Owusu’s creative ethos is not shaped by his own trajectory; the whirlwind success of Smiling With No Teeth had no impact on the direction he took for STRUGGLER, nor did he endeavour to make his second record an extension (or in this context, “sequel”) to his first. “I think when I’m making music,” he explains today, “it’s a pretty selfish process. I’m just completely stuck in my own world. It’s all just a process of expressing myself – getting all that weird shit off my chest, you know? The world is living in a crazier time – I’m a crazier person – so the concept has to be crazier.”

STRUGGLER came together pretty quickly – especially factoring in the fact that after minting Smiling With No Teeth, Owusu took a short hiatus from songwriting – but it wasn’t a case of opening the floodgates and having the ideas surge out freely. “It took me a while to figure it out,” he says. “I had to go through this whole period of self-rediscovery, because, you know, there’s this very cliched quote where it's like, ‘You have your whole life to make your first album and only a few years to make your second’ – but no one told me that until it was time to make my second album!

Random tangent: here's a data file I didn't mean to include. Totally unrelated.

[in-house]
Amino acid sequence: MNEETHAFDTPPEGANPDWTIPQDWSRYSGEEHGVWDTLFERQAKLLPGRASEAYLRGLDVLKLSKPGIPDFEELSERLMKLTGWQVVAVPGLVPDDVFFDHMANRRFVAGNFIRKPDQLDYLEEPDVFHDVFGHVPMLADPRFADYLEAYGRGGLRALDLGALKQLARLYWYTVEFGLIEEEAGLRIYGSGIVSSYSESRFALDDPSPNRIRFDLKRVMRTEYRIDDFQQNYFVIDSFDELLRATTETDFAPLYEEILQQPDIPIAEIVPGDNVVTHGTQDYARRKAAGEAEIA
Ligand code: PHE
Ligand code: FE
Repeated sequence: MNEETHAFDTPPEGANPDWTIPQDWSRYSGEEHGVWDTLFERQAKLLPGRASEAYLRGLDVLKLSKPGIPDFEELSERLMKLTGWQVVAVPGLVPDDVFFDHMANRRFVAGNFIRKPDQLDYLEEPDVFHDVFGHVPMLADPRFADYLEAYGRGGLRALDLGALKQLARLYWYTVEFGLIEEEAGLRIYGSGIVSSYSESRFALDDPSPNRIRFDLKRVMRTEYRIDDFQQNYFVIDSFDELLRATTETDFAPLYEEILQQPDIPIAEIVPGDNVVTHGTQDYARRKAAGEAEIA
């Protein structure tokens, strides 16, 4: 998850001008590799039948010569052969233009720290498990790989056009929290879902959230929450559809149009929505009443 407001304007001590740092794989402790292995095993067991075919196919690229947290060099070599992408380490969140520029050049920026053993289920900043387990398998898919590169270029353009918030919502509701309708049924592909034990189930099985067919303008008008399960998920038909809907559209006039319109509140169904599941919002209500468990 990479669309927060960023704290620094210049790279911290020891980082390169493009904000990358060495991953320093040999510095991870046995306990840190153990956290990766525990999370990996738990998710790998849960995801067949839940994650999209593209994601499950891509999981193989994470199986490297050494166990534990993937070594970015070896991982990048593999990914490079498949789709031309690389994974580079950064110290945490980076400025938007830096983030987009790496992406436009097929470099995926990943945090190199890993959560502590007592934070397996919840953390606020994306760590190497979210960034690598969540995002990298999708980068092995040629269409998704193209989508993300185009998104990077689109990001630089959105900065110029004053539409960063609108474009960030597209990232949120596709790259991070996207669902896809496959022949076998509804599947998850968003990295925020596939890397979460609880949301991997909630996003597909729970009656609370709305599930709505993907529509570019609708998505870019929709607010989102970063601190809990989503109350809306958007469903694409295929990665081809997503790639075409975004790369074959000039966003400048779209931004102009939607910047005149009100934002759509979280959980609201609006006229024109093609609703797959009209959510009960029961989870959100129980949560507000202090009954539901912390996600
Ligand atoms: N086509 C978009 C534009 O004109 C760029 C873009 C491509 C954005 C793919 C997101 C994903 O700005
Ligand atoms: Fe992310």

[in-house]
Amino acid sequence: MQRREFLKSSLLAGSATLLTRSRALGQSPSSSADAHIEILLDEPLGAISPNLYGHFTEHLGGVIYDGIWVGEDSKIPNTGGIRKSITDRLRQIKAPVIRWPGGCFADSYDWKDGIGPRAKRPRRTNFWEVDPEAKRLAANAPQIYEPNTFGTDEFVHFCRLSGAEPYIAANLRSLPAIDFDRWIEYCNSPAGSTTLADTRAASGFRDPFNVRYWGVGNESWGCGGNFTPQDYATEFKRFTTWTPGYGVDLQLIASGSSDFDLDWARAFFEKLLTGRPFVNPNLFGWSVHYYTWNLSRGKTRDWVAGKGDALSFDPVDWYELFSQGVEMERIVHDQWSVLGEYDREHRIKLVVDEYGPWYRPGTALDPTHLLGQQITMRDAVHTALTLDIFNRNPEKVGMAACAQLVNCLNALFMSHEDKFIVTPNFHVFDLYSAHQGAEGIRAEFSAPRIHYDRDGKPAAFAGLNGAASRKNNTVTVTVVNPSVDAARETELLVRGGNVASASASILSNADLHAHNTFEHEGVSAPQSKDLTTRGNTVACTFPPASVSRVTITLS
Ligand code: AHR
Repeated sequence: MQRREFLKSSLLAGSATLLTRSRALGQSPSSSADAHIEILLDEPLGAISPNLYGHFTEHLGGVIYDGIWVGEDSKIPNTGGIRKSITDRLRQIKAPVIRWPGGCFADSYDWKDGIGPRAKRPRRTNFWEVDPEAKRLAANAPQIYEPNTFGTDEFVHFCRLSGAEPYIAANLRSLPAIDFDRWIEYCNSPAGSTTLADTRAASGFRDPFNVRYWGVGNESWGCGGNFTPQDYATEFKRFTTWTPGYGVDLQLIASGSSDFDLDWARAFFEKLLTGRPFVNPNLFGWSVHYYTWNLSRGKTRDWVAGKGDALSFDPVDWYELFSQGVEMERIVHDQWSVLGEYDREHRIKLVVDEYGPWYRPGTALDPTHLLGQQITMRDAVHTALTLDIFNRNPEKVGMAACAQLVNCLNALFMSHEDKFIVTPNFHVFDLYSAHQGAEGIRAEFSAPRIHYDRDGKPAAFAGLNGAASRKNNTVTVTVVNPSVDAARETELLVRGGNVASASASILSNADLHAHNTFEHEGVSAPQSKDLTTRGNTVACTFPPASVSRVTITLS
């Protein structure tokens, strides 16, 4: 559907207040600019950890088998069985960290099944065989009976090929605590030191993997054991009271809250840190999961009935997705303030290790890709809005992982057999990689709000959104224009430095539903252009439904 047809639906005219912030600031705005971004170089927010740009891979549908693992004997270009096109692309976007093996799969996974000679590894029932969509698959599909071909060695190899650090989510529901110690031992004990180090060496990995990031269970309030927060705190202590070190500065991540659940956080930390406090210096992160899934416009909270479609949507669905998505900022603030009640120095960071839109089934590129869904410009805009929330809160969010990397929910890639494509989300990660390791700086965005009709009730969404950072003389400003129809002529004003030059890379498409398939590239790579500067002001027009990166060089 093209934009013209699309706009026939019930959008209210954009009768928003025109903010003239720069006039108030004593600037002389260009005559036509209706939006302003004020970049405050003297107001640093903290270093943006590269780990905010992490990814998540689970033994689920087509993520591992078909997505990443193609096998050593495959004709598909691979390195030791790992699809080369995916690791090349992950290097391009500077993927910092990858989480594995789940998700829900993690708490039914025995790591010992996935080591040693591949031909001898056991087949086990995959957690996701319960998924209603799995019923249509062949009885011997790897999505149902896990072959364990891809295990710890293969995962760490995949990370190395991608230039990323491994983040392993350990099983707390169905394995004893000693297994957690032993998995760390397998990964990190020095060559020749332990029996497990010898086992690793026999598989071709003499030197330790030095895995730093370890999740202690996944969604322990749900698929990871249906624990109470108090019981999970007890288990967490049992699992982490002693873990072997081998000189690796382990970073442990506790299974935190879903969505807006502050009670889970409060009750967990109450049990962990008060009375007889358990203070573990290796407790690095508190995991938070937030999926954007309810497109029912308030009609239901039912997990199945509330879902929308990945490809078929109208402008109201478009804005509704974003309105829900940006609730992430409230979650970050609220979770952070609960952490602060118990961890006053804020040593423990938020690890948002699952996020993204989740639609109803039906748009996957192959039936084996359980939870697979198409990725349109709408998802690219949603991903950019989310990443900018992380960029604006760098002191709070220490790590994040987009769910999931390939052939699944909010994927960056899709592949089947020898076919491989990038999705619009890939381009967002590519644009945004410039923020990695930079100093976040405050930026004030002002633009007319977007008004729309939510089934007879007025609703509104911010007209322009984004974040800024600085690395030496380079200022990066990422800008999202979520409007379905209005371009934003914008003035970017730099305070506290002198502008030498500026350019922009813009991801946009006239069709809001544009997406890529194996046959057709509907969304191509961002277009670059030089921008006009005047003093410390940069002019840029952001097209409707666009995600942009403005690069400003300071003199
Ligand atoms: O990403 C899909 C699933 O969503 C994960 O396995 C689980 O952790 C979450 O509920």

“I had to figure out a way to make this album mean something to me, you know? I didn’t want to be there going, ‘I have to make this album for the sake of making another album.’ I don't think I made music for, like, a year after Smiling With No Teeth. I was just figuring myself out – what I wanted to say, how I wanted to say it, how I was feeling... And you know, that led me to finding new forms of inspiration, like reading a lot more books, watching plays, movies... Anything I could get something out of.”

In developing the narrative concept for STRUGGLER, Owusu looked to three unique texts for inspiration: ‘50s Irish tragicomedy Waiting For Godot, medieval dark fantasy manga classic Berserk, and Franz Kafka’s psychodramatic 1915 novella Metamorphosis (in which the protagonist, Gregor Samsa, suddenly awakens to find himself taking on the form of a a “monstrous vermin”). By virtue of the wide net Owusu cast for himself, STRUGGLER is deeply colourful and intricate in how it utilises influence.